All children have a basic Right to Education. Because of the many years of persecution and armed conflict with the Burma Army, there are not enough schools in the villages and towns of Burma. Many Karen village children do have access to a Primary School, but there is a lack of Secondary Schools. To continue their education children and youth often are forced to leave their homes and stay with distant family members or live in Student dormitories, which are close to one of the few High Schools. As part of KWO’s Child Protection program, we look for opportunities to support children, especially girls.
1. Project Goal
To support students, especially girls, with safe residential care in order to continue their education.
We implement this project in 2 Districts in Karen State (Mu Traw and Pa’An District) and in one refugee camp (Mae Ra Ma Luang).
KWO implements this project through a partnership with “Enfants Du Mekong (EDM)” who provide funds and some technical support through their sponsorship program in France. Some children live with relatives in homes, and some live in Student Dormitories. The funds from EDM are pooled by KWO and shared to cover the needs of all the children, who then all receive equivalent support. The children and youth included in this project have been identified by KWO Social Welfare program as being at risk in conflict-affected communities, and from families in difficulty. The more vulnerable families in the community are those with large numbers of children, or with single parents, or extremely poor, and these conditions limit the parents’ ability to keep children in school.
Through this project KWO is able to provide support to keep girls, and boys, in school. We cover most of the costs of schooling each child every year. Costs of being educated include food, clothes, hygiene items, and in some cases, school fees. We support 128 girl students in Karen State living in 3 Student Dormitories, and some in family homes. And we support 78 students (male and female) in Mae Ra Ma Luang refugee camp who live in family homes or in student dormitories.
KWO has developed a set of policies and guidelines which all project staff, Dormitory caretakers, and KWO leaders and staff must follow and which ensure safe living conditions for children separated from their families. Our main guidelines are presented in the KWO’s minimum standards for Student Dormitories titled “Not Less Than This”.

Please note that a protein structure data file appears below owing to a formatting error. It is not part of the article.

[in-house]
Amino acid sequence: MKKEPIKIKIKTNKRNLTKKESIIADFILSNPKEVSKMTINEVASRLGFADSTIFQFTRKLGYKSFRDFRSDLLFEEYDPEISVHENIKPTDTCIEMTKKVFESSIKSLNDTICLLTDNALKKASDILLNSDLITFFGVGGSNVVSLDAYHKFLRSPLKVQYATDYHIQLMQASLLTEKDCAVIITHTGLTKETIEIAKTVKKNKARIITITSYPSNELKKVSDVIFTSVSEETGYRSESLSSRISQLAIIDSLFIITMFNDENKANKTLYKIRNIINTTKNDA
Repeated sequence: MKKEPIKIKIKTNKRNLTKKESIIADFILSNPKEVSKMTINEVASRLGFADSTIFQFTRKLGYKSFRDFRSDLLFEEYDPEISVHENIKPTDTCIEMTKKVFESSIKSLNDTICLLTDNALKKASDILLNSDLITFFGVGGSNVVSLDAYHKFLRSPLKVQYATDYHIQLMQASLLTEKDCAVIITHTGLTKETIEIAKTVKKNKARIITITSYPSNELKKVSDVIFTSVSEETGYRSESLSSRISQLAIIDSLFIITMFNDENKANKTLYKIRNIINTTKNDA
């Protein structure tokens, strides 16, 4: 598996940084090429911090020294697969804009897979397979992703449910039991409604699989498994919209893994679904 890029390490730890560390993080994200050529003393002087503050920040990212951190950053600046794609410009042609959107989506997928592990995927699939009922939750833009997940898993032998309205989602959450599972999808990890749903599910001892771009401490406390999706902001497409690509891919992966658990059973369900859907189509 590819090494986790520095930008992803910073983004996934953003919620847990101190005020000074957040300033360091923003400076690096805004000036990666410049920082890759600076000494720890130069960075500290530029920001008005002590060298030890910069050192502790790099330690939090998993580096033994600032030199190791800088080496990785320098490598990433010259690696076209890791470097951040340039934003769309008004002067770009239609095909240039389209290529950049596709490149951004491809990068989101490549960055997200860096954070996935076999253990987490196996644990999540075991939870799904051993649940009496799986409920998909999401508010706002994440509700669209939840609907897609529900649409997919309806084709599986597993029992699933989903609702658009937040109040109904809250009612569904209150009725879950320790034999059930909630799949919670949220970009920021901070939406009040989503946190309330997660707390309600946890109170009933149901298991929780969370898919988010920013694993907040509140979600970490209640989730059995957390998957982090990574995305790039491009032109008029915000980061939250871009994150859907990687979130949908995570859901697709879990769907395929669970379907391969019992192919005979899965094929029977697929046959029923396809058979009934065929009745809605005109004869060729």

KWO worked with community leaders and established “Dormitory Committees” in each Dormitory site. The 5 members of each Committee oversee the dormitory, co-ordinate with the Caretaker, and ensure community involvement. They provide advice and support for the practical needs like buildings etc and for the emotional support of the children.
4. Beneficiaries and Participants
In the 2020-21 academic year:
- 206 children and youth were able to continue their schooling through support from this project.
- 128 girl students in Karen State.
- 78 students in one refugee camp (53 female, and 25 male)
5. Main Activities
The main activities we conduct are:
- Daily care and supervision for children and youth separated from their families.
- Provide daily nutritious food for those living in the 3 Girls Dormitories.
- Provide monthly ration of candles for night time study for all students.
- Provide monthly hygiene packs for all students including soap, toothpaste, laundry powder, and sanitary pads for the girls.
- Provide an annual kit of essential items for each student (1 x pair of shoes, 1x umbrella).
- Kitchen vegetable garden training for Girls Dormitory residents, in collaboration with KESAN.
- Training for Dormitory Caretakers, and students in Child Protection, and “KWO Dormitory Standards of Care.
- Maintain Dormitory buildings and compound in safe and comfortable condition.
- Pay school fees for some students.
- Monitoring of all students by KWO local leaders to ensure child protection standards.
6. Who does the work?
There is one Project Co-ordinator based in KWO central office in town who manages the whole project. There are 5 field staff which includes two field co-ordinators (one in Karen State and one in Mae Ra Ma Luang refugee camp) plus three Dormitory Caretakers (one for each of the 3 girls dormitories).
7. The Impact
The basic rights of children are more widely respected. The danger for these children of being forced to drop out of school was prevented. Children and youth at risk, were able to continue their schooling in safe and supportive conditions.